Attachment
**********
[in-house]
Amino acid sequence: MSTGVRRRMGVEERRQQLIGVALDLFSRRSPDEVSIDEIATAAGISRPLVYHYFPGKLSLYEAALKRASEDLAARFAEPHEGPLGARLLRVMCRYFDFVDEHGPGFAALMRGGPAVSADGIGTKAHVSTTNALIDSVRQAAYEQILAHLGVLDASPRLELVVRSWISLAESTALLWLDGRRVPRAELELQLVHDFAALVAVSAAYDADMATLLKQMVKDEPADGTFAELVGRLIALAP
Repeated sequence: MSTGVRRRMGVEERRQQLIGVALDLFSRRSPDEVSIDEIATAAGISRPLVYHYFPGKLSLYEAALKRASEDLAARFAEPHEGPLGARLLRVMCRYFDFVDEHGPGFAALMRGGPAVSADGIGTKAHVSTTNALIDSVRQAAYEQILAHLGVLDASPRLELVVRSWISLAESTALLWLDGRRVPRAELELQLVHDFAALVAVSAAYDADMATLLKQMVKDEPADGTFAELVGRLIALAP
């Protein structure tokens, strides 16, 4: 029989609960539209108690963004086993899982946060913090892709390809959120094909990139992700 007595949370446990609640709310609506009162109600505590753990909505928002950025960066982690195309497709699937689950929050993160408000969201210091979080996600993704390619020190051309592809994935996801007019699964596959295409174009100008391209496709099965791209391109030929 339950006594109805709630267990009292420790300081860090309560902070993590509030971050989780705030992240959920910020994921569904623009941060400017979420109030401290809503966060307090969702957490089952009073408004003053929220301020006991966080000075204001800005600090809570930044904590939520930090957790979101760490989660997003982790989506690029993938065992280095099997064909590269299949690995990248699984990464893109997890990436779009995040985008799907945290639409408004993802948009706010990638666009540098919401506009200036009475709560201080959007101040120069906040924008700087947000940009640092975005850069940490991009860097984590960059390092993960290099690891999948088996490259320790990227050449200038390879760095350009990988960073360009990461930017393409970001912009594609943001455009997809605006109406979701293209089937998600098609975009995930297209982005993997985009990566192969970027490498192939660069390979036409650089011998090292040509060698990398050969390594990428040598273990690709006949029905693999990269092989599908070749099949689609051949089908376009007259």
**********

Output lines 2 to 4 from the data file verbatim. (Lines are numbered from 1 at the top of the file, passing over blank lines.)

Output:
Amino acid sequence: MSTGVRRRMGVEERRQQLIGVALDLFSRRSPDEVSIDEIATAAGISRPLVYHYFPGKLSLYEAALKRASEDLAARFAEPHEGPLGARLLRVMCRYFDFVDEHGPGFAALMRGGPAVSADGIGTKAHVSTTNALIDSVRQAAYEQILAHLGVLDASPRLELVVRSWISLAESTALLWLDGRRVPRAELELQLVHDFAALVAVSAAYDADMATLLKQMVKDEPADGTFAELVGRLIALAP
Repeated sequence: MSTGVRRRMGVEERRQQLIGVALDLFSRRSPDEVSIDEIATAAGISRPLVYHYFPGKLSLYEAALKRASEDLAARFAEPHEGPLGARLLRVMCRYFDFVDEHGPGFAALMRGGPAVSADGIGTKAHVSTTNALIDSVRQAAYEQILAHLGVLDASPRLELVVRSWISLAESTALLWLDGRRVPRAELELQLVHDFAALVAVSAAYDADMATLLKQMVKDEPADGTFAELVGRLIALAP
């Protein structure tokens, strides 16, 4: 029989609960539209108690963004086993899982946060913090892709390809959120094909990139992700 007595949370446990609640709310609506009162109600505590753990909505928002950025960066982690195309497709699937689950929050993160408000969201210091979080996600993704390619020190051309592809994935996801007019699964596959295409174009100008391209496709099965791209391109030929 339950006594109805709630267990009292420790300081860090309560902070993590509030971050989780705030992240959920910020994921569904623009941060400017979420109030401290809503966060307090969702957490089952009073408004003053929220301020006991966080000075204001800005600090809570930044904590939520930090957790979101760490989660997003982790989506690029993938065992280095099997064909590269299949690995990248699984990464893109997890990436779009995040985008799907945290639409408004993802948009706010990638666009540098919401506009200036009475709560201080959007101040120069906040924008700087947000940009640092975005850069940490991009860097984590960059390092993960290099690891999948088996490259320790990227050449200038390879760095350009990988960073360009990461930017393409970001912009594609943001455009997809605006109406979701293209089937998600098609975009995930297209982005993997985009990566192969970027490498192939660069390979036409650089011998090292040509060698990398050969390594990428040598273990690709006949029905693999990269092989599908070749099949689609051949089908376009007259």